THERE ARE THOSE RARE CONCERT performances that seem to be a slice of heaven where the sheer talent of a performer enthralls and captivates us. You can feel the electricity in the audience and you know they are spellbound. Such was the case with Patti LuPone at the Westwood Playhouse Jan. 9. Or, so we thought.
Then we saw the review of LuPone (Daily Variety, Jan. 12) and realized that we were fooled by an illusionist who did not sing songs with “a connecting element.” She didn’t even reveal “the sources of obscure material” like “Calling You” and “His Rocking Horse Ran Away.” Thank God Todd Everett has the inestimable trivia to impart because it enlightened us and further diminished the fabulous concert experience that we only thought we had.
I’m so embarrassed when I think of how we bolted to our feet applauding for LuPone.
Response to Lawson
ON BEHALF OF THE COALITION VS. PBS Censorship and as producer of “Building Bombs,” I must respond to statements made by PBS head of programming Jennifer Lawson (Daily Variety, Jan. 7) (head of PBS programming) in the article.
Your reporter quotes Lawson as saying that “We have standards for our programs and we apply these across the board on all of our programming decisions.” The journalistic standard which “Building Bombs” violates, according to PBS, is that it “does not give adequate voice to those who are proponents of nuclear arms.”
This is interesting, since “Building Bombs” contains interviews with five proponents of nuclear arms. One of them is former President Reagan’s secretary of energy and the other four are spokesmen provided by the energy department and the DuPont Co. Furthermore, three scientists and two other experts in the field of nuclear weapons production and waste disposal reviewed the film for factual and scientific accuracy. Not a single fact put forward in “Building Bombs” has been challenged by anyone.
I find it disturbing that “Building Bombs,” a film that examines a situation of critical importance in the U.S., has been viewed on broadcast television all over the world but, due to PBS rejection, not in the U.S. Censorship does not always come labeled as such.
‘Sad beyond words’
MY FIRST RESPONSE to the letter you printed from Joe Lent of Greeley, Colorado (Daily Variety, Dec. 28) was, of course, to prop my feet on my studio-leased desk and laugh my enlightened head off. Upon reflection, however, I find it sad beyond words that there exists in one person so narrow-minded, intolerant, and hateful a view of homosexuality, the entertainment industry, and California. Although I would love to believe that Lent stands alone in his views , we all know that he has plenty of company … everywhere … all around us.
But as Madonna says on her latest album, “the blind are never free.” I’d like to believe that.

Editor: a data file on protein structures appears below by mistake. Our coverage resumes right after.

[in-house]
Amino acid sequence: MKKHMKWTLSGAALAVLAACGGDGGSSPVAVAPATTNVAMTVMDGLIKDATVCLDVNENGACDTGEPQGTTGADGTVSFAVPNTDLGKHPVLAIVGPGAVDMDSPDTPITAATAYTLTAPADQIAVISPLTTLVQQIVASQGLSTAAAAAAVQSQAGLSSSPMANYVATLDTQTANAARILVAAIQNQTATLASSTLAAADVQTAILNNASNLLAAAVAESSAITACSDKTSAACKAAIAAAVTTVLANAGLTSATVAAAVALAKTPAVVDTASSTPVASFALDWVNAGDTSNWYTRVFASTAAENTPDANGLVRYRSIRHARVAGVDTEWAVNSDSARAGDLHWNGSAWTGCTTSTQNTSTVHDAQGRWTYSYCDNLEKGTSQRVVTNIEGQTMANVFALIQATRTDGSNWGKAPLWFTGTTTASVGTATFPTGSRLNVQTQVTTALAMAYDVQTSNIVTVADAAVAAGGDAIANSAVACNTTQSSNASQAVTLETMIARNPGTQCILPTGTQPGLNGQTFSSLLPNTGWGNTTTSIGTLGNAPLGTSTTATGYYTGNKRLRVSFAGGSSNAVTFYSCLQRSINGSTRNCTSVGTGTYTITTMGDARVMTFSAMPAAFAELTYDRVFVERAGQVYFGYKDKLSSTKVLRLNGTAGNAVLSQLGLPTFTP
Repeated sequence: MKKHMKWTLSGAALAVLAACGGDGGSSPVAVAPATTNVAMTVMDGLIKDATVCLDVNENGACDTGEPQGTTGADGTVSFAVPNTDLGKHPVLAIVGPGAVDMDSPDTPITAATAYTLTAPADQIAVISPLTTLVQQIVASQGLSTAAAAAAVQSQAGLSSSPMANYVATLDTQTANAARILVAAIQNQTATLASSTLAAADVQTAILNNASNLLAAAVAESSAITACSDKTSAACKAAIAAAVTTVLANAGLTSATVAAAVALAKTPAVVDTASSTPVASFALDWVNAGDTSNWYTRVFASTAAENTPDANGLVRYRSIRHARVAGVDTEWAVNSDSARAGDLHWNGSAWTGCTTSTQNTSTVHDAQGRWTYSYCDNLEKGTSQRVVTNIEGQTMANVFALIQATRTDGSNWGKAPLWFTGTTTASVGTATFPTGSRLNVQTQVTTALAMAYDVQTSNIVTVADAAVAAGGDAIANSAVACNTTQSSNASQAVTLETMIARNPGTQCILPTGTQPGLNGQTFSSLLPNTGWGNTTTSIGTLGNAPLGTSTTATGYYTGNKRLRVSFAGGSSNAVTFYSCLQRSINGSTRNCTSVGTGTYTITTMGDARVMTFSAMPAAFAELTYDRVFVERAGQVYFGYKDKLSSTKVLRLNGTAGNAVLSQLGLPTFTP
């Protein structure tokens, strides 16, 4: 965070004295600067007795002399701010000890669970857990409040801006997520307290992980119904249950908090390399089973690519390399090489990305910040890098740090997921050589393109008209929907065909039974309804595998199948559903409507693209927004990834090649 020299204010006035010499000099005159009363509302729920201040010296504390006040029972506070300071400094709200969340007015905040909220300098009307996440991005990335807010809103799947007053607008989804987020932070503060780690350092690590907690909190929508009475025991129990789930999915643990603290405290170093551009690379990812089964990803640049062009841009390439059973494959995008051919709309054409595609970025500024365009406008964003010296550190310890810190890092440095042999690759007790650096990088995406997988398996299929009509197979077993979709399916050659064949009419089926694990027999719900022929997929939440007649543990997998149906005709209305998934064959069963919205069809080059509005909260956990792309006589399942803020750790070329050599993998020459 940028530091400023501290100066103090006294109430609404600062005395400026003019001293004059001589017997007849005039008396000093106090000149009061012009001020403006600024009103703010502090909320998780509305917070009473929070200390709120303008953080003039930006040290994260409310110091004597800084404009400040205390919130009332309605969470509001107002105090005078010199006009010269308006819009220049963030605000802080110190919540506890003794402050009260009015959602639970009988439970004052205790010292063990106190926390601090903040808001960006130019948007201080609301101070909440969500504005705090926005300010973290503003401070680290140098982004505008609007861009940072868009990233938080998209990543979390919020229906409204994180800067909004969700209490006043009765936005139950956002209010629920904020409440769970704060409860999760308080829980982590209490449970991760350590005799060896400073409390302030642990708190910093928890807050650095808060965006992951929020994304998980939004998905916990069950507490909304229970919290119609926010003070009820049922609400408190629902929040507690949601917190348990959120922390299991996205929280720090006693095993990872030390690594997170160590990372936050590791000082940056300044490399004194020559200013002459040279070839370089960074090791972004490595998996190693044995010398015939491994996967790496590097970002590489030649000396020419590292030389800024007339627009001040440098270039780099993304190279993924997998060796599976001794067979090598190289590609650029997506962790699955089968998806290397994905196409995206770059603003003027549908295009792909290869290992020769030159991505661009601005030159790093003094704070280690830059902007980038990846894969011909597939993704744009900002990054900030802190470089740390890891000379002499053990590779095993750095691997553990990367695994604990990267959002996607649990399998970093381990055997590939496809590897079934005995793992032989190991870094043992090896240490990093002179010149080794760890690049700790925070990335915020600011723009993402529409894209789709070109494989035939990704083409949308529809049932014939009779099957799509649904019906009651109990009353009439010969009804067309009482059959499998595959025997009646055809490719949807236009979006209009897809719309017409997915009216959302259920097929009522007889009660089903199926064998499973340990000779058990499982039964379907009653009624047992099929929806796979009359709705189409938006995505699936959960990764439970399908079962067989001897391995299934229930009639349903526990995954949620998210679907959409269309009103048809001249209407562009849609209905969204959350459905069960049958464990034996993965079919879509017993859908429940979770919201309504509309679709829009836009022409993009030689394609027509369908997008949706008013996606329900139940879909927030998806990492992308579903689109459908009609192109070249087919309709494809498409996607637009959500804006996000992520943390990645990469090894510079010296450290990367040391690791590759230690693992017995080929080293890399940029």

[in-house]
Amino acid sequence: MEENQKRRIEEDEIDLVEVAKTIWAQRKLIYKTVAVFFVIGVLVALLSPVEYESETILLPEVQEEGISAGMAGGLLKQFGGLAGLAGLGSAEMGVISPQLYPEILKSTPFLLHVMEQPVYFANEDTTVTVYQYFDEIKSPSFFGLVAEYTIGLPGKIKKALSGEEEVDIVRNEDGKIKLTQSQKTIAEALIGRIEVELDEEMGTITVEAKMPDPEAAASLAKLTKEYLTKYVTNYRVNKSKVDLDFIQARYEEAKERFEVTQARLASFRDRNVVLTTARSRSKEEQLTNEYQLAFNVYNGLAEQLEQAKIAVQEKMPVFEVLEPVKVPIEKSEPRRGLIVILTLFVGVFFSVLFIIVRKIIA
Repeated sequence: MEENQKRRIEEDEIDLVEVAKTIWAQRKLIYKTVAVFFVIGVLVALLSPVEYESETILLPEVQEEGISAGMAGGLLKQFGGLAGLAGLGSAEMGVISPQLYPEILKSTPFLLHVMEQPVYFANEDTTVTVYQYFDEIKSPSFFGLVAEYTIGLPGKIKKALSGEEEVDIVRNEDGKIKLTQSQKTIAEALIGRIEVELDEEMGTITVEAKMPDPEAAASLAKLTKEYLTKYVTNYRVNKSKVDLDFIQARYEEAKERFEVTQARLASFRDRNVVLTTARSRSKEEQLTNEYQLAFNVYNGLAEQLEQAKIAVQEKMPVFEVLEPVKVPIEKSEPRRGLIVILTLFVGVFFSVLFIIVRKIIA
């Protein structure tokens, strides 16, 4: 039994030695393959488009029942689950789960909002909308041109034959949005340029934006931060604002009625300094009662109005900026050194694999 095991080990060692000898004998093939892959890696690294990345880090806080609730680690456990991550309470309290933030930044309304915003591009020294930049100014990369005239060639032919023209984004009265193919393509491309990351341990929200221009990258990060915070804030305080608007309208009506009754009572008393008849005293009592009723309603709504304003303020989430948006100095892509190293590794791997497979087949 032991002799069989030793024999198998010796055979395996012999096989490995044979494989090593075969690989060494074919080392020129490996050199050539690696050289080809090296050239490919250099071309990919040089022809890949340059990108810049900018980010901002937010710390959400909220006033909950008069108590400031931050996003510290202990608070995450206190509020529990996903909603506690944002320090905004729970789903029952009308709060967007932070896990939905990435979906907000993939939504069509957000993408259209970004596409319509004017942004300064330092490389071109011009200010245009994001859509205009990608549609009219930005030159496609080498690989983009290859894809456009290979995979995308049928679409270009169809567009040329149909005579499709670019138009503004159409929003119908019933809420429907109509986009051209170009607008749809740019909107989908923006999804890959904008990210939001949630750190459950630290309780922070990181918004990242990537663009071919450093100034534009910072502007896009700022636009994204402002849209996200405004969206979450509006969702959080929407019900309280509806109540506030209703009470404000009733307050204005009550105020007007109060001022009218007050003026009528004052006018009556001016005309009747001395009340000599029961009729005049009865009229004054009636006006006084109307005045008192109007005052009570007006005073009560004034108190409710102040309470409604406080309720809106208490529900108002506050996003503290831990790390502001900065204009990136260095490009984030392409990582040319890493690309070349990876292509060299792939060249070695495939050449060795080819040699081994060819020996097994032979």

REGARDING TONY SCOTT’S excellent review of the National Geographic Explorer’s “The Canine Connection” (Daily Variety, Dec. 30), we would like to address his comment that animal rightists are “missing the boat” and not focusing on the plight of greyhounds.
In reality, the movement has worked for many years to expose the cruelty to greyhounds both on and off the track. Activists have gone undercover, exposing the tragic lives of these animals and have provided information to the news media and government authorities–and, in some cases, closed down operations.
Of particular relevance–and curiously omitted from “The Canine Connection”–is the routine and heinous selling of “retired” greyhounds to medical research laboratories. Very lucrative for the owners, greyhounds are especially prized in research precisely because they are gentle and affectionate , trusting of humans, and possessed of a high tolerance for pain and suffering. The movement has initiated letter-writing campaigns, openly demonstrated at facilities, exposed bogus research and liberated greyhounds.
President and Founder
Last Chance for Animals
WOE BE IT TO WARREN Littlefield, the poor, helpless president of NBC Entertainment (Daily Variety, Dec. 9). Sad to believe this man, “one of the nicer guys in show business,” as the article so kindly points out, is the victim of some predestined curse of “bad luck and bad timing.” Sadder indeed if we are to believe the woes and failures of the Peacock network are due to a superstitious curse induced possibly by someone over there who “broke a mirror while a black cat watched.”
Call me crazy, but perhaps there’s another side to this. Perhaps there’s some logical explanation to the network’s failing schedule and dismal ratings performance that we overlooked in our pity for such a creative leader as Mr. Littlefield.
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